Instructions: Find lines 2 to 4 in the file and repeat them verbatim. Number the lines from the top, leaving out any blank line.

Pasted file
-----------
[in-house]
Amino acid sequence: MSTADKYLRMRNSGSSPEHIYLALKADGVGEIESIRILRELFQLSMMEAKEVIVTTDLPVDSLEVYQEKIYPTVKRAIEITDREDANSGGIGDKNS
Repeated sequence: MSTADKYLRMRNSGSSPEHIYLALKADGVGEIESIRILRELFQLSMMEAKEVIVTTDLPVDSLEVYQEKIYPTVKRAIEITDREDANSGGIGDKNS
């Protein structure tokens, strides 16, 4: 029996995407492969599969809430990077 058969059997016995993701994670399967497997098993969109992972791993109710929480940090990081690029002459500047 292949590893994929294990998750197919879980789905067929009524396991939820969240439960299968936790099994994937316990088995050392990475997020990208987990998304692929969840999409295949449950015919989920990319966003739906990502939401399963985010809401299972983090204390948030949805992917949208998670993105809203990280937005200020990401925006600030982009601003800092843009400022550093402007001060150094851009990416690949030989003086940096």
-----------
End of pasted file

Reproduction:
Amino acid sequence: MSTADKYLRMRNSGSSPEHIYLALKADGVGEIESIRILRELFQLSMMEAKEVIVTTDLPVDSLEVYQEKIYPTVKRAIEITDREDANSGGIGDKNS
Repeated sequence: MSTADKYLRMRNSGSSPEHIYLALKADGVGEIESIRILRELFQLSMMEAKEVIVTTDLPVDSLEVYQEKIYPTVKRAIEITDREDANSGGIGDKNS
């Protein structure tokens, strides 16, 4: 029996995407492969599969809430990077 058969059997016995993701994670399967497997098993969109992972791993109710929480940090990081690029002459500047 292949590893994929294990998750197919879980789905067929009524396991939820969240439960299968936790099994994937316990088995050392990475997020990208987990998304692929969840999409295949449950015919989920990319966003739906990502939401399963985010809401299972983090204390948030949805992917949208998670993105809203990280937005200020990401925006600030982009601003800092843009400022550093402007001060150094851009990416690949030989003086940096």